Friday, December 3, 2010

On being a perpetual klutz.

For as long as I can remember, I've been a remarkable klutz. I'm pretty sure I stumbled while exiting the womb, because since birth I've had trouble simply standing up straight. In my elementary school days it may have been comical, perhaps even endearing. I picture a miniature me with dainty feet and legs just a touch too long for my body stumbling over somebody's Jenga tower or falling butt-first into the bucket of Lincoln logs and I laugh. It's funny because the image is rather adorable. I see a little blonde girl tripping over her own Polly Pocket sneakers landing smartly on her rear, and she stares up at me with bulging blue eyes just slightly glistening with tears. She's pretty cute. And I can only hope those who knew me at the time thought the same. Looking back on all the times I tripped at recess, I pray that that was the case. If not, then its just unfortunate.

As I entered the years that would fall into my "middle school" era (although, technically, I never officially attended middle school), my clumsiness only worsened. My body grew in all sorts of strange directions, and I found myself standing almost five feet tall in fourth grade, being nearly 10 to 15 pounds overweight. To complicate matters, I sprouted a healthy pair of breasts that were the largest of all my classmates'. Not only did I look awkward, but I felt it. My body didn't remotely resemble anyone else's, so I was sure something was wrong with it. I felt uncomfortable as myself, and often would wear boys' clothes to hide my chest and thighs. I didn't know what else to do with them. Needless to say, feeling uneasy in one's body does very little one's gracefulness. I was that girl who always tripped in the hall, sending a wave books of books papers onto the floor and under my feet. Stairs continued to be a problem, so stepping off the bus was usually a bit of a to-do. All my most serious injuries occurred between the ages of 9 and 12. In those years I sprained my shoulder (fell off the monkey bars), fractured my foot (it was just one misplaced karate kick), and sprained my finger (kickball, enough said). Although I stopped maiming myself by high school, I was no less clumsy. The hallways between classes were like a minefield. I had to be consciously aware of the people surrounding me and also somehow manage to not trip over students sitting on the floor, keep my books in my hand, and sometimes even carry a conversation. It was a circus act seven times a day.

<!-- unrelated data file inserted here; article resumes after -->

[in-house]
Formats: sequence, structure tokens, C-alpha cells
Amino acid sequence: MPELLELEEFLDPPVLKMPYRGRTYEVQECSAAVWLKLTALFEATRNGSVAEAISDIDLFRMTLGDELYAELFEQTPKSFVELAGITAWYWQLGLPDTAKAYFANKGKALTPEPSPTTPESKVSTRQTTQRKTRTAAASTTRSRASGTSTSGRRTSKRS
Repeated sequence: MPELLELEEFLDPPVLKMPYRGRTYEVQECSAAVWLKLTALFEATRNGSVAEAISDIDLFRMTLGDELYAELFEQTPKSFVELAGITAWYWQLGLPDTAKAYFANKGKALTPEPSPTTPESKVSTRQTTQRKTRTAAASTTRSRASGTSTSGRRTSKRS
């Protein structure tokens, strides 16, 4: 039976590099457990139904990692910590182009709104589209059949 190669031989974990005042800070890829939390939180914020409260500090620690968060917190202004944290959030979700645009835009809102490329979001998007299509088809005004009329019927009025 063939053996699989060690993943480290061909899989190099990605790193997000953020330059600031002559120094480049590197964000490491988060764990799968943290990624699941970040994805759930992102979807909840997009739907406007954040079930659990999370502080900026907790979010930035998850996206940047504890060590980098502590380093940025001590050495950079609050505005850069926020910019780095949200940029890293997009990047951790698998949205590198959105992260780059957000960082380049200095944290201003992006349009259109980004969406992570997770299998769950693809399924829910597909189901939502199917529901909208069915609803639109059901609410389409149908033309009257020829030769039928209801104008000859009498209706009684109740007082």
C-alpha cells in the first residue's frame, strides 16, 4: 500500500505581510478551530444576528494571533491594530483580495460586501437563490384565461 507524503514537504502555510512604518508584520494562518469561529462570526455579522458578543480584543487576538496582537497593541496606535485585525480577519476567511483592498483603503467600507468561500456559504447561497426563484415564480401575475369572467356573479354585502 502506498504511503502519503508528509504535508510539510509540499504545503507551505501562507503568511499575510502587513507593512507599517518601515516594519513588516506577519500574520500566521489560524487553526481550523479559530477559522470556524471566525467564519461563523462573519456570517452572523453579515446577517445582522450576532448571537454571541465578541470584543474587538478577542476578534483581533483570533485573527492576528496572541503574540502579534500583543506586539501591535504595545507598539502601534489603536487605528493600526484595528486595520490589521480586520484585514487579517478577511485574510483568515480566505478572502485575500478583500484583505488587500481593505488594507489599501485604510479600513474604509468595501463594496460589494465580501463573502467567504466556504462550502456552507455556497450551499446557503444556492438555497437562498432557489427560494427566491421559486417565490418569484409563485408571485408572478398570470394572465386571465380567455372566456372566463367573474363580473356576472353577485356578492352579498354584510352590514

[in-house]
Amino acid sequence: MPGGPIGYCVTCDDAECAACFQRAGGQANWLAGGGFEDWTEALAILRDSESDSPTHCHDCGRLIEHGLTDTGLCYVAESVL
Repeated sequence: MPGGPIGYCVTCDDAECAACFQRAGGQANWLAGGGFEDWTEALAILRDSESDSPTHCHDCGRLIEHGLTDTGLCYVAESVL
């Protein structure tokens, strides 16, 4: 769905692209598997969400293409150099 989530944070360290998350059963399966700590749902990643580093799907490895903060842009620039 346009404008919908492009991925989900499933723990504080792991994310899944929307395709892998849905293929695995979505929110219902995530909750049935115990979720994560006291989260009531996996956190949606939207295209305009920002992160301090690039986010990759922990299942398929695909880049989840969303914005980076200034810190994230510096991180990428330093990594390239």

At my house my family gets a kick out of my lack of coordination. I can hear my sister's exact tone as she says "Got yourself?" after I trip over the dining room chair or walk face-first into the kitchen door. Stubbed toes have become routine. It doesn't even need to be dark for me to misjudge the distance between my foot and the leg of the couch. I had a running joke with a coworker of mine that continually bumping into things signified a case of "The Micahs." Working at a pet store was like trying to work in a war zone for me. I had boxes of cat litter everywhere, racks of toys with lethal metal pegs sticking out, and shelf corners that left me with unsightly bruises on every inch of my legs. I think I came home more beat up from just walking around the store than from any animal ever fell into my care.

Daily functions can even be a bit of an ordeal. Walking up stairs has always proved challenging for me. Many times while exiting the subway, I trip on the step and face-plant into someone's rear end. I take extra time while leaving my seat to go to the bathroom during class. I slide out carefully and deliberately, all the while bracing myself on both my desk and chair. Too many times I've stumbled over my seat in my haste to empty my bladder. The feeling of all those judgmental eyes on me while I regain my balance is often enough to make me wish I had just decided to hold it in. 

My mom would always tell me "Don't worry, you'll grow out of it" while I was still enduring the horrors of puberty. Well, here I am at 19 years old and it still feels like my body has yet to settle into its final shape. I continually miscalculate the area I take up or the distance between my arm and that sharp corner. My boyfriend usually suffers the most from my inability to control my body, perhaps even more than I do. He's taken many a knee to the ribs or elbow to the face, and I am so grateful that he hasn't started to hate me for it yet. I secretly fear one day he will.

I am so far from ever "growing out of" my clumsiness. I've been plagued by it for so long that at this point I've begun to assume I'll be like this forever, stuck perpetually in the awkward body of a pubescent young woman with a center of gravity that seems to change on a daily basis. To tell the truth, that kind of terrifies me. Will I always have these bruises on my shins? These scrapes on my knees? Will my loved ones be in constant danger of a flailing arm or poorly timed toss of my hair? The way things look from here I'm tempted to believe that answer is "yes."

God, if you exist, please prove me wrong.

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